• For women: BMR = 665.1 + (4.34 x weight in lbs) + (4.7 x height in inches) – (4.68 x age in years)
  • For men: BMR = 66.47 + (6.24 x weight in lbs) + (12.71 x height in inches) – (6.78 x age in years)

After finding your exact BMR, you can now easily calculate the number of calories you burn while sleeping. Here's the formula: 

  • Calories burned while sleeping = (BMR / 24) x no. of hours asleep x 0.85

Note that these calculations provide only a rough estimate of your BMR and calories burned while sleeping. 

Let's understand this by taking an example. Assume you're a 30-year-old woman. Your height and weight are 140 pounds and 5 ft 5 in, respectively. 

Using the above formula, your BMR would be:

BMR = 665.1 + (4.34 x140 ) + (4.7 x 65) – (4.68 x 30) = 1437.8

Now let's find the number of calories burned when you're sleeping: 

Calories burned while sleeping = (1437.8 / 24) x 8 hours x 0.85 = 407.3 calories 

So, that means you burn 407.3 calories when you sleep. 

If you're still confused and wondering how to calculate it, you can use the online calculator to get a rough estimate of the calories you burn while sleeping. 

Factors That Affect Calories Burned During Sleeping 

As said earlier, there's no exact figure that determines the amount of calories burned while sleeping because it depends on many factors, including:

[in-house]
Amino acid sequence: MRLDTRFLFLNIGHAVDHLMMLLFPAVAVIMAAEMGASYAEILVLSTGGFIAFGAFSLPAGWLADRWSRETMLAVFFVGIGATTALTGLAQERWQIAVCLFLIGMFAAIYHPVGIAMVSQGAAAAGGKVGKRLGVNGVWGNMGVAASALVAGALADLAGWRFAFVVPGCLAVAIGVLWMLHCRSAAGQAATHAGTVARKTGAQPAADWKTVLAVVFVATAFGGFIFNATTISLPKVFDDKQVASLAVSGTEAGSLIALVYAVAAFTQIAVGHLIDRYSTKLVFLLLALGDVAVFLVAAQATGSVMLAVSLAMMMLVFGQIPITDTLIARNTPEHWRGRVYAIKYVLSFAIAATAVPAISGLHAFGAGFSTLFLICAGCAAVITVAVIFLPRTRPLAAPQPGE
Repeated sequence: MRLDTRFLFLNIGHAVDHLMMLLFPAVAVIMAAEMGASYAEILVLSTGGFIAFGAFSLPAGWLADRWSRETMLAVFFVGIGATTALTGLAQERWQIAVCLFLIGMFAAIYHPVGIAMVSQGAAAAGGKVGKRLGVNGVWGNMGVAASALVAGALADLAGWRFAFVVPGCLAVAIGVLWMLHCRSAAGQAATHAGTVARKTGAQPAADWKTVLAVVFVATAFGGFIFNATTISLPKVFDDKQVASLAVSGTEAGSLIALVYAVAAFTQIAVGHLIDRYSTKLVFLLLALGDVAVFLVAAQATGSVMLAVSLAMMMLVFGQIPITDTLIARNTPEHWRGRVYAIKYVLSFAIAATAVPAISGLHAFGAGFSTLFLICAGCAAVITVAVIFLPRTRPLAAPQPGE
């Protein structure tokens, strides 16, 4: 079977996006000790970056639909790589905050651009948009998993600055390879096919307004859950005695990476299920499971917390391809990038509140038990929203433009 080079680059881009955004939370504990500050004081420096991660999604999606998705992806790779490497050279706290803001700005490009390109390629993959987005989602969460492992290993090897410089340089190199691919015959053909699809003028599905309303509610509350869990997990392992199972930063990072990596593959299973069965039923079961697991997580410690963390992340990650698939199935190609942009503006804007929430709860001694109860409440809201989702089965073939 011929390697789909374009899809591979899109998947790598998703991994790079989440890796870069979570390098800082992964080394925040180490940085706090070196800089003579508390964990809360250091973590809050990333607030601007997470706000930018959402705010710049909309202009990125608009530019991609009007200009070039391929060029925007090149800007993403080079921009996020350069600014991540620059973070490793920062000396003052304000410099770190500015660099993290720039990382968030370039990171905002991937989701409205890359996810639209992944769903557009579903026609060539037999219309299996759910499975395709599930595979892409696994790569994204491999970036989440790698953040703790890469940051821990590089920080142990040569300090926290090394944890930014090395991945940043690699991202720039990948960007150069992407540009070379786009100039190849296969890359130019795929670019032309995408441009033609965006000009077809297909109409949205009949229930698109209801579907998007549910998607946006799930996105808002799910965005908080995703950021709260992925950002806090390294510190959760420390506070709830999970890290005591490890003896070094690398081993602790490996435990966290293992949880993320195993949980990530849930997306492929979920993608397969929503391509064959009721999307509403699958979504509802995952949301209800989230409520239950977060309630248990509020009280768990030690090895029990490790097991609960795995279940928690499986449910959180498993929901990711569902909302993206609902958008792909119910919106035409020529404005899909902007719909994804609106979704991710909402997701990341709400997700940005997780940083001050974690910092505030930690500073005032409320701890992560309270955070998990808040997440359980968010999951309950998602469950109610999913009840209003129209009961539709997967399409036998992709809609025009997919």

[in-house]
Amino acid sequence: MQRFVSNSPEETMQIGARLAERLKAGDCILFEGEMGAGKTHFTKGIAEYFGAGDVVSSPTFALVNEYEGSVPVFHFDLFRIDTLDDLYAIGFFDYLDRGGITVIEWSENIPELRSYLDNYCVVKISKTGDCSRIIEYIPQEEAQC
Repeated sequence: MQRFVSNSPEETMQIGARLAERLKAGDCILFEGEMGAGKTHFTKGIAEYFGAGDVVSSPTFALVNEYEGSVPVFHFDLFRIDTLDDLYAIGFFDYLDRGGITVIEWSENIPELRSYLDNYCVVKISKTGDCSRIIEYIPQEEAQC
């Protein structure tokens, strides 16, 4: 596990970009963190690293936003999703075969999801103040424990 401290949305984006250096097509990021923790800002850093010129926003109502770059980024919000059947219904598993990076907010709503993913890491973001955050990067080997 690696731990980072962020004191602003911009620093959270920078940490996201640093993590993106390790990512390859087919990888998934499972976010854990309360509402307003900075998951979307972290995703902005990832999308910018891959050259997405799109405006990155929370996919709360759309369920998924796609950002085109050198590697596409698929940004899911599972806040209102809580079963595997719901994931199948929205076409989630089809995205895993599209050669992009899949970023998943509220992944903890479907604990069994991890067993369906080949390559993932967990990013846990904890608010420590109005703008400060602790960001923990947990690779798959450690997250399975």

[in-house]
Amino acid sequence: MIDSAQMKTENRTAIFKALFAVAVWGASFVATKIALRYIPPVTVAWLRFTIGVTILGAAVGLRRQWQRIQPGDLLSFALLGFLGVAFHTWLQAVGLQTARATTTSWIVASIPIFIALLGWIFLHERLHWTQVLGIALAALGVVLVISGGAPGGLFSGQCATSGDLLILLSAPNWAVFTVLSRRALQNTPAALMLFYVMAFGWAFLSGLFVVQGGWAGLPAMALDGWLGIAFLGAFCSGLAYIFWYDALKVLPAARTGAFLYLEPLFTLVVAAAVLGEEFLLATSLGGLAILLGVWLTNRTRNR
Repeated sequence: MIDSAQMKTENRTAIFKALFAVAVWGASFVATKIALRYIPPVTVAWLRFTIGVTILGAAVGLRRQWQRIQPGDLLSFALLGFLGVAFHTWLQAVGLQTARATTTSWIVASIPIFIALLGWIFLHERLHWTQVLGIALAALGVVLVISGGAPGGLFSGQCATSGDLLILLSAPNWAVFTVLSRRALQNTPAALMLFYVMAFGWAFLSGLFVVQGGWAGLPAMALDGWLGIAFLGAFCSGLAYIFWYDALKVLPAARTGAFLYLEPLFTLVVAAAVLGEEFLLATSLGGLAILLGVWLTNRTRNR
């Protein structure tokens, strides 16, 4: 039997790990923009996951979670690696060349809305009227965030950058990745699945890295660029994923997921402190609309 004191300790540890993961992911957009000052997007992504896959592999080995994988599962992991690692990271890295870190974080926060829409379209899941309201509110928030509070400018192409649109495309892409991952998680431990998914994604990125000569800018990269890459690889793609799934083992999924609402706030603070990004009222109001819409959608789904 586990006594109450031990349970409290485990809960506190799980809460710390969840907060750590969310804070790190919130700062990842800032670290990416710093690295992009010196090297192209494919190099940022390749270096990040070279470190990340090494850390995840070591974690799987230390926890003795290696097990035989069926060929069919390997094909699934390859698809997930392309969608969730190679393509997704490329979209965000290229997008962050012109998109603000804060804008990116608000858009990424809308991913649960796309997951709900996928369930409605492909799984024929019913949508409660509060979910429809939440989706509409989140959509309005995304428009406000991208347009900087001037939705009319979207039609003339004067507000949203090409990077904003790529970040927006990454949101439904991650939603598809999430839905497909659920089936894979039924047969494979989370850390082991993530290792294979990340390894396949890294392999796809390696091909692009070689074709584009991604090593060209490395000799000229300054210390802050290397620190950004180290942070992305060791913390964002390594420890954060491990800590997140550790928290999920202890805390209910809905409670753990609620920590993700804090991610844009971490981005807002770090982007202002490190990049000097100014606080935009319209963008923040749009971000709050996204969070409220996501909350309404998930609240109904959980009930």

• Age
  • Gender
  • Weight and height
  • Body composition
  • Diet 
  • Quantity and quality of sleep 
  • Genetics 
  • Physical activity levels 
  • Hormones 
  • Health conditions like hyperthyroidism
  • Fitness 

As you can see, some of these factors are beyond our control. There are helpful things you can do to increase your metabolism while at rest, even though you cannot go back in time or alter your DNA. 

Tips To Increase The Number Of Calories You Burn During Sleep

Now that you know you can actually burn calories while sleeping. But how can you maximize this effect? The only thing you need to do is increase your BMR (basal metabolic rate). 

Here are some health experts' tips and suggestions to help you make the most of your sleep, burn more calories and fats, and improve your overall sleep quality. 

i) Get enough sleep.

First up is getting adequate sleep. Sleeping more won't necessarily boost your metabolism, but insufficient sleep can slow it down. 

Many people do not sleep enough due to their hectic lifestyles. But frankly, it's very unhealthy not to get seven hours of sleep daily. To keep your weight in check, both the quality and quantity of your sleep are important. 

Our brain burns significantly more calories during REM sleep. That being said, sleep disturbances that impact the time consumed in this phase can affect the calories you burn.

So, you have to make sure to get at least 7 hours of uninterrupted sleep at night.

The American Academy of Sleep Medicine advises that adults between the ages of 18 and 60 years get at least seven hours of sleep per night. Doing this will help your body go through the stages of sleep naturally and increase your metabolism while you're asleep. 

ii) Do bodyweight workouts.

People who are physically active are likely to burn more calories than those who don't. Physical activities like cardio workouts or running can speed up your metabolic rate; hence, you’ll burn more calories after workout sessions.

According to health experts, strength training can enhance your metabolism. This means that even when your body is at rest, i.e., while you sleep, lifting weights can help you burn more calories.